Sound levels are another matter. As far as the instrument ratio in the in-ears, Kerch likes to keep it as close to the record as possible. The drums are probably the lowest thing in his mix because, as he explains it, he’s already playing them so he knows where they’re at. “I’ll have it pretty bass-, vocal-heavy, with a little bit of guitar in there so it’s not totally muddying up the click. So in order to keep the click audible without blowing out my ear, I keep the guitar a little bit lower than the bass or the vocals and I don’t keep the drums in there very much at all.”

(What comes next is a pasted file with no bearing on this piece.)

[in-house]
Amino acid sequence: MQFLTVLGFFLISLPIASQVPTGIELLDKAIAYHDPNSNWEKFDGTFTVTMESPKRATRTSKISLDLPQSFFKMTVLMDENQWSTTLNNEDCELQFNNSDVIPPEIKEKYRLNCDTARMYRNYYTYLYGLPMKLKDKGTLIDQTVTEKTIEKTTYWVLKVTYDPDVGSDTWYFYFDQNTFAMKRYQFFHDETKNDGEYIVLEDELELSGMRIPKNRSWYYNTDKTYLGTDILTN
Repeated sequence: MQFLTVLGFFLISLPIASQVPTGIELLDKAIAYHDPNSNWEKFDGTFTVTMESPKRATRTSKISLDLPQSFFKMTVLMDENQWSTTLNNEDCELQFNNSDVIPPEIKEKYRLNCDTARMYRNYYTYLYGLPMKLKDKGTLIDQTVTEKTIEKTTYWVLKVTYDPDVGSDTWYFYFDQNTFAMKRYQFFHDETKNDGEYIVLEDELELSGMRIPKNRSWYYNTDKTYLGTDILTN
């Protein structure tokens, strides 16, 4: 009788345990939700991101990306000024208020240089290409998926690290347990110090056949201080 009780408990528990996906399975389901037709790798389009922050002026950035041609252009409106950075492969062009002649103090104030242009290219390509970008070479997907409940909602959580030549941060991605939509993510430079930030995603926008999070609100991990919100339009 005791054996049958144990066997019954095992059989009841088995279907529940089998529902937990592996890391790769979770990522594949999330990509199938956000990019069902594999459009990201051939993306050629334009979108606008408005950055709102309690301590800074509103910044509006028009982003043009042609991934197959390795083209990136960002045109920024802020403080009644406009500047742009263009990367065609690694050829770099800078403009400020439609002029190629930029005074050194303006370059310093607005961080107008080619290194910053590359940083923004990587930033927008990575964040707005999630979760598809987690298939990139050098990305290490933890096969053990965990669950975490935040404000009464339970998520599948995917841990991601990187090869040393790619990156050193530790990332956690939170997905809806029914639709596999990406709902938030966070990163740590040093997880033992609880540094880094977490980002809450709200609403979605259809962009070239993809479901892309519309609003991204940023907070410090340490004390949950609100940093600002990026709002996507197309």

In the past, Kerch never triggered except for an 808 sample on certain songs. As far as live shows went, it was complete faith in the mikes. Given Amyrillis’ dense sound palette and extensive use of backing tracks (electronic squiggles on “Enemies,” horn stabs on “I’m Not Alright,” the soaring strings on “I’ll Follow You,” orchestral percussion on “Through The Ghost,” etc.), the band is now doubling up with a blend of triggers and miking for performances. “You never want to lose that live organic drum sound, and I have a wonderful drum tech that tunes my drums very well (see sidebar) and beautiful drums, so why not mike those? But to make sure you have a consistent mix, both at the front of the house and in your in-ears, you have to at least trigger some. But a trigger could go down so you have to have your mike [for the audience]. At the same time it’s nice to have that consistent sound from night to night no matter what venue you’re in.”